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February 25, 2010

Force for Change: Our Factory Farming Campaign

Any sort of meaningful social change is a struggle—a struggle between the old and the new ways of thought and behavior, and even economic activity. Women’s suffrage and the post-war civil rights movement took decades of active campaigning in the United States before transformative progress was had. Along the way, the leaders of these efforts were belittled, and sometimes literally beaten down. Change on this level is never easy, and it is never self-executing.

That’s certainly true when speaking about a fundamental realignment in our treatment of animals. No serious-minded advocate for social reform in this realm could possibly think this sort of change would be easy. Old ways of viewing animals as commodities and objects are stubborn, and so are many of the people who defend the status quo. When we created a factory farming campaign here at The HSUS five years ago, I knew we’d be taking on some of the toughest battles the animal protection movement had ever seen, not only because of the vast number of animals exploited by the factory farming industry, but also because of the enormous financial and political influence of the agribusiness sector as a whole.

Battery caged-hens in Ohio
Mercy For Animals
Battery caged-hens in Ohio.

I’ve often thought of the misery of caged egg-laying hens as emblematic of factory farming—treating the birds, in this case, as production machines. It must be agonizing to live in a space so small you can’t even fully extend your limbs for more than a year before being killed.

I tasked our then-new campaign with the charge of addressing the most severe abuses within the sector, particularly the intensive confinement systems, knowing full well that it would take years to see reform. With 280 million laying hens in the nation—nearly all of whom were in cages so restrictive they couldn’t even spread their wings—change wouldn’t come overnight. But with each seemingly small victory along the way, hundreds, or even thousands of fewer birds would be forced to endure the suffering of almost permanent immobilization.

Fortunately, our campaign is having a major impact, and I can see industry-wide change ahead. Not only have two large egg production states—California and Michigan—passed laws phasing out cage confinement of laying hens, but this past week alone, we’ve seen two major corporate announcements that move us in the right direction.

Wal-Mart, the nation’s largest grocer, announced that all of its private brand of eggs are now cage-free. And Hellmann’s mayonnaise, a company that uses hundreds of millions of eggs annually in North America, announced it has converted all of Hellmann’s Light to cage-free (meaning approximately 125,000 fewer hens in battery cages), and is committed to converting the rest of Hellmann’s mayonnaise to cage-free as well, meaning well more than a million fewer birds will ever know the confines of a battery cage.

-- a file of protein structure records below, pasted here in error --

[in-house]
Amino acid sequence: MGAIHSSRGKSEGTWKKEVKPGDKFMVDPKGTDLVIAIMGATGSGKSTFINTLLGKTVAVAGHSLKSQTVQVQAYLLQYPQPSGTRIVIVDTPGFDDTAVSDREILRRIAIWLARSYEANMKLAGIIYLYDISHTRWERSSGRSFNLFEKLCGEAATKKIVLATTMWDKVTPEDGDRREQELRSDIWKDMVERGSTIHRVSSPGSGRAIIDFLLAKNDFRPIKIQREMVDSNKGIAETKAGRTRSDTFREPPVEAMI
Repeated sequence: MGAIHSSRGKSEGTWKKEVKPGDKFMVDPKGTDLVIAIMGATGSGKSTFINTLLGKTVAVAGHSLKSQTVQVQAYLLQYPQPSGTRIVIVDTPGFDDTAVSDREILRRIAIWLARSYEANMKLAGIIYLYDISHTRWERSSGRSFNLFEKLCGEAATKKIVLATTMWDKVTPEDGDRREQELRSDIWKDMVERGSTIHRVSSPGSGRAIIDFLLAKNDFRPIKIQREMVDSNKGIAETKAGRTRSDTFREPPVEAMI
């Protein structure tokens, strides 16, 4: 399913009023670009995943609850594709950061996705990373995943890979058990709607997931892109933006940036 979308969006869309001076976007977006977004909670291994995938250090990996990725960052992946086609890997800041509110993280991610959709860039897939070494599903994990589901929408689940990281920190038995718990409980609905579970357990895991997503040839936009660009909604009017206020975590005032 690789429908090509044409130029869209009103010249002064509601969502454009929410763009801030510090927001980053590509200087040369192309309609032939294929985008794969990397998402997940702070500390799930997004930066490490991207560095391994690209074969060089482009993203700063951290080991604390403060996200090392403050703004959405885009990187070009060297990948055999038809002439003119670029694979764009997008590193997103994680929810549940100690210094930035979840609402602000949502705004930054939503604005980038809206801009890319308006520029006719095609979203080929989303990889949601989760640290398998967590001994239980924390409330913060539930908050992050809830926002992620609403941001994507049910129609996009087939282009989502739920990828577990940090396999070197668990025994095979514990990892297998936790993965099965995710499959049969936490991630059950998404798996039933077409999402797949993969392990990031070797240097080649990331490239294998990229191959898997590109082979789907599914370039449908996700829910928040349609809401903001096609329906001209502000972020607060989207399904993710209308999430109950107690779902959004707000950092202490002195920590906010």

While cage-free hens may not be able to go outside, they can walk, spread their wings, and lay their eggs in nests—all behaviors permanently denied to hens crammed into battery cages. And they generally have two to three times more space per bird than caged hens—a significant improvement from the bird’s perspective, for sure.

The thought that such major egg users would be taking these important steps away from cage confinement would have seemed unrealistic at best five years ago. But progress begets progress, as the first of a group of farmers, retailers, and scientists showed us a new way and provided an example for all.

Our factory farming campaign knows it’s time to continue to press ahead with this effort, especially now that the entire European Union has moved so decisively in this direction—with a population base one and a half times as large as ours. We are working with local organizations and advocates in Ohio—the nation’s second largest egg-producing state with a population of nearly 27 million caged laying hens—to follow the lead of other states and phase out some of the most inhumane intensive confinement systems, including battery cages. If you live in the Buckeye state, please sign up to join us at our upcoming campaign kick-off events throughout the state. This sort of change occurs only when good people stand up and get involved.

We will stay on the case, and we hope you’ll stick with us, too. We need your voice and your support more than ever.

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